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andyr

Draggable hitTest()

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if (Draggable.hitTest('#test')) {
    console.log('hit');
}

Results in: Uncaught TypeError: Cannot read property 'pageX' of undefined.

 

Object, selector - same result.

See the Pen YXwvJq by andyroutledge (@andyroutledge) on CodePen

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Hi andyr :)

 

pls try this :

 

items = $('#grid').find('li');

Draggable.create(items, {
bounds: $('#grid'), 
onDrag:hit_test
});


function hit_test() {
  if (this.hitTest(items[2])) { console.log('hit') } 
};
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Yep, the problem was that you were using the static Draggable.hitTest() method which needs at last TWO parameters (the two things you're comparing/hitTesting). You probably intended to use the instance-based hitTest() method which Diaco is referencing with this.hitTest(). 

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if(Draggable.hitTest(item, items)) {

}

items is an array.  Is it possible to find out which of items has been hit?  Or do I need a for loop?

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Is there a way to get the x value (the transform value) of the object being hit, through the API?

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Yes, any DOM element that has had any css transforms set on it through GSAP will have a .gsTransform object on it which stores all the transform values like: scaleX, scaleY, rotation, x, y, skewX, skewY.

 

Here is a demo that shows how to get the x of an element that you collide with while dragging:

 

EDIT: wrong link previosly, use:

 

http://codepen.io/GreenSock/pen/NqNLGJ

 

-- nice work, Diaco!

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Looking at this Codepen: 

See the Pen dPZLEp by GreenSock (@GreenSock) on CodePen

// Calculate x pos to slide to.  Starting at target items' current x position.
var x_pos =  item.target._gsTransform.x - item.width;
console.log(x_pos);

// Slide the 'hit' item.
TweenMax.to(item.target, 1, {x: x_pos});

I'm dragging a box right.  On 50% threshold, the "hit" box slides left.

 

I'm using the hit box's _gsTransform.x - the width of the dragged box to determine the x_pos to slide to.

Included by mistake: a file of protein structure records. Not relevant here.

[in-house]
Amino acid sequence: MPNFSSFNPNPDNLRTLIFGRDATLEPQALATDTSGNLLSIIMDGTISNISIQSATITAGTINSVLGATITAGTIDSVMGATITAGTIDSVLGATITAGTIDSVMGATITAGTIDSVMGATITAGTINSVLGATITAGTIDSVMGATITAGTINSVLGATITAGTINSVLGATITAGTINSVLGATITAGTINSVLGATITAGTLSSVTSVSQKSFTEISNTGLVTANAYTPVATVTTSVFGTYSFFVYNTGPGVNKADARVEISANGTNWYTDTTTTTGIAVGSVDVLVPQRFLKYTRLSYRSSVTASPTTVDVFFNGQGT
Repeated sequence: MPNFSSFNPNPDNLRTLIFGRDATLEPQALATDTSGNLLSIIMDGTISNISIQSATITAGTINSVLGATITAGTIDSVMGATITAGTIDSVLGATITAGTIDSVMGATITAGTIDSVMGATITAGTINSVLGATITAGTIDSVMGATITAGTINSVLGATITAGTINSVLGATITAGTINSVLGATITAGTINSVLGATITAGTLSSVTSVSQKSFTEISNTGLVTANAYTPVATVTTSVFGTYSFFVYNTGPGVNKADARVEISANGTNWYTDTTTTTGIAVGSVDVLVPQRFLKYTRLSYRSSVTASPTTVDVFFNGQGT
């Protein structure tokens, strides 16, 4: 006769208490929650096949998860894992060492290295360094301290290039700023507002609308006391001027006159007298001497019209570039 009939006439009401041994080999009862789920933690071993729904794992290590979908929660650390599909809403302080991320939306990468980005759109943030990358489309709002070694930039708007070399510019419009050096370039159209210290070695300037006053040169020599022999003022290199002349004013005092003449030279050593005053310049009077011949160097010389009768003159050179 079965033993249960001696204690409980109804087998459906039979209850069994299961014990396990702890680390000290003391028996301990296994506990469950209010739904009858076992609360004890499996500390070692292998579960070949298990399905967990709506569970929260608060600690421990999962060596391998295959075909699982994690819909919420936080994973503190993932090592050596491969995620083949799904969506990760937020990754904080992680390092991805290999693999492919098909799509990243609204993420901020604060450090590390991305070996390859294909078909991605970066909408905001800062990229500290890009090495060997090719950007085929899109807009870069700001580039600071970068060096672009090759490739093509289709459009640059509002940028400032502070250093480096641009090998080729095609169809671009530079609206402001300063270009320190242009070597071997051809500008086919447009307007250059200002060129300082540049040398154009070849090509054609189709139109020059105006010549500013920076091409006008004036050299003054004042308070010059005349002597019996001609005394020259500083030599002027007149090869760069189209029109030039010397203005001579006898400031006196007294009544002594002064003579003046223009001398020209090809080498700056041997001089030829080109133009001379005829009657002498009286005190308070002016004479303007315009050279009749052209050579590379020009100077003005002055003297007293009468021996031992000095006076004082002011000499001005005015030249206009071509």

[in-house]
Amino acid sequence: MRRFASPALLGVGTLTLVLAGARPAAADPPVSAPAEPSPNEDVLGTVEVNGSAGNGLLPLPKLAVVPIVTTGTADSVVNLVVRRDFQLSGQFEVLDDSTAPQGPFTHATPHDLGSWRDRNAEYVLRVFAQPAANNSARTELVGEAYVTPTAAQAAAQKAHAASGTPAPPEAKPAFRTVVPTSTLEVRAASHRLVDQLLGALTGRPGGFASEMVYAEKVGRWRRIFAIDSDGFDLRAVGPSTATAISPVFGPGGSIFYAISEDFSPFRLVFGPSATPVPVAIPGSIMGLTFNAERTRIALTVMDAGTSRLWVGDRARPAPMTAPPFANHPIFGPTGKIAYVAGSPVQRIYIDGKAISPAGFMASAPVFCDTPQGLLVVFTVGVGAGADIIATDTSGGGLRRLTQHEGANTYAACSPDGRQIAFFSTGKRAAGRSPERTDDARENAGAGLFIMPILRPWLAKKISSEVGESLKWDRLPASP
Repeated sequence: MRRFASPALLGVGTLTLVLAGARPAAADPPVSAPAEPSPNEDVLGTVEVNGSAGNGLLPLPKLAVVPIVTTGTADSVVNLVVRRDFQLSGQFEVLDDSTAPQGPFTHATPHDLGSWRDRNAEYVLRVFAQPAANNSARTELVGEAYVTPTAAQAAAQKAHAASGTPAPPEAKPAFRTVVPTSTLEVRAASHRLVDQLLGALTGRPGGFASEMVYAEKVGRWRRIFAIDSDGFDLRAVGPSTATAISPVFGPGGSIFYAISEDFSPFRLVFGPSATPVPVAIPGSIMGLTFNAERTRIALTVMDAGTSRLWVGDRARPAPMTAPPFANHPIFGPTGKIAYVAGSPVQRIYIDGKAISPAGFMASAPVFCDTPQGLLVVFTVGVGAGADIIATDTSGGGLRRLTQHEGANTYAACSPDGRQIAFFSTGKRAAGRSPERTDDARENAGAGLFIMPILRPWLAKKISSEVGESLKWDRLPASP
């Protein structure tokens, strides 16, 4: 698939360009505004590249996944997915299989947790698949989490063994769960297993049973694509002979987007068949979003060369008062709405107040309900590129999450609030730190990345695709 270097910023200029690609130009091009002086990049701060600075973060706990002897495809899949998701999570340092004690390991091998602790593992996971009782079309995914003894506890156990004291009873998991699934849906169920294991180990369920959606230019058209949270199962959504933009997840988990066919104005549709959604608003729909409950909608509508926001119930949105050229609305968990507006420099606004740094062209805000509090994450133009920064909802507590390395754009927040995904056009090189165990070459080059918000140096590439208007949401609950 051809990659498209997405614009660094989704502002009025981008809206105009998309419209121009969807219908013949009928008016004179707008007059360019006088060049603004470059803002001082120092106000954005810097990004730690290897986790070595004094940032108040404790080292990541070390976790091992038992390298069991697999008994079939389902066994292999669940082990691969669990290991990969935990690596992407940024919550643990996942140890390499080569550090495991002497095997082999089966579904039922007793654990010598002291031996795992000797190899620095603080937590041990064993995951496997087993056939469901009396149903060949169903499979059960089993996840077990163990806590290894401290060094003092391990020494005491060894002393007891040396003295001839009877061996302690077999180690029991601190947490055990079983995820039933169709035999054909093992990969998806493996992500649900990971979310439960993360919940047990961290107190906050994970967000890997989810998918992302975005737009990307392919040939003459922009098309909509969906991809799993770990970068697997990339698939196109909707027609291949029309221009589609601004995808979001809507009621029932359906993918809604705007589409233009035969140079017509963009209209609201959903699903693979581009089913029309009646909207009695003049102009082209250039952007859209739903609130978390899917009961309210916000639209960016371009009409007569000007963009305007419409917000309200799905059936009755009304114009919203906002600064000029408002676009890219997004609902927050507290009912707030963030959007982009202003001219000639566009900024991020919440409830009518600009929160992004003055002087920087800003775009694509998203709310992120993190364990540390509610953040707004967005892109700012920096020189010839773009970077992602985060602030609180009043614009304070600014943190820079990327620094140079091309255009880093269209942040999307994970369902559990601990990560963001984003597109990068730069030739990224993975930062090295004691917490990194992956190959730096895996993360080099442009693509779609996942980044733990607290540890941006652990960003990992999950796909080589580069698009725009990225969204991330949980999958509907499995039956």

However, the _gsTransform.x getting applied to TweenMax.to isn't the _gsTransform.x of the first hit, 

but the value when the "hit box" and the dragged box are no longer hitting (the x position where the left edge of the dragged 

box stops hitting the left sliding box).  Which makes sense of course, but...

 

Any way to get that first hit x value?

 

Thanks.

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That's the correct behavior. Your hit test is going to be updating the values while the two boxes are moving past each other. You're going to have to add in some logic to not do a hit a test on a box that is moving, like flagging the element with a certain class name. 

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Forgot to mention, that it also helps to determine the user's intent before trying to move a box. I had to manually calculate that in the sortable demo, but now Draggable includes getDirection to determine the direction you are dragging. You can use this feature to prevent triggering a move in the wrong direction, which can happen when you're moving elements to a new position.

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Thanks OSUblake.

 

Yes, I'll need to get ThrowProps plugin to get getDirection('velocity').  For now I'm doing a simple, last_x vs this.x comparison to determine drag direction, like in the demo.

 

I've been trying various methods to do a draggable photo gallery.  The way I was trying to do it above (not touching the DOM and using the transform values to get their positions, then move things around) - won't work responsively.  

 

So I either do it:

 

a. Percentage co-ordinate positions based on the bounding box.

b. Inserting DOM elements - which your grid demo linked above appears to do.  

 

Not sure which is the best method.

 

I was having trouble updating the layout and inserting nodes.  

 

Will have to post a CodePen tomorrow.

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Are you still using Angular for this?

 

The inserting of DOM elements isn't strictly necessary. That demo was converted from Angular, which automatically does that in an ng-repeat. Angular also sets a new $index on each element, which I used to figure out where to move an element.

 

Once everything in the DOM is in the correct order, you can run all the elements through a loop to position them correctly. This assumes that all the elements are positioned absolutely from the same origin.

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Yes, Angular.

 

Correct order?  Switching node positions with insertBefore?

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If you are using ngRepeat, you don't mess with the node positions. You change your model, and Angular will reorder the elements. The model ngRepeat is using is probably an array, so you can use something like this to update your array...

myArray.splice(toIndex, 0, myArray.splice(fromIndex, 1)[0]);

This will place your elements in the correct order, but because they are positioned absolutely, they will visually be in the same place before you updated your model.

 

Now you have to run some logic to put them in the correct order visually, which can be done a lot of different ways. The main thing is that they are now in the correct order with the correct $index, so you can run them through a loop, setup some $watch expressions, or $broadcast an event to get your directives to animate moving to a new position.

 

For example, if your elements are 100px wide with no gutter space, and an element's $index is 3, you would place it at x = 300.

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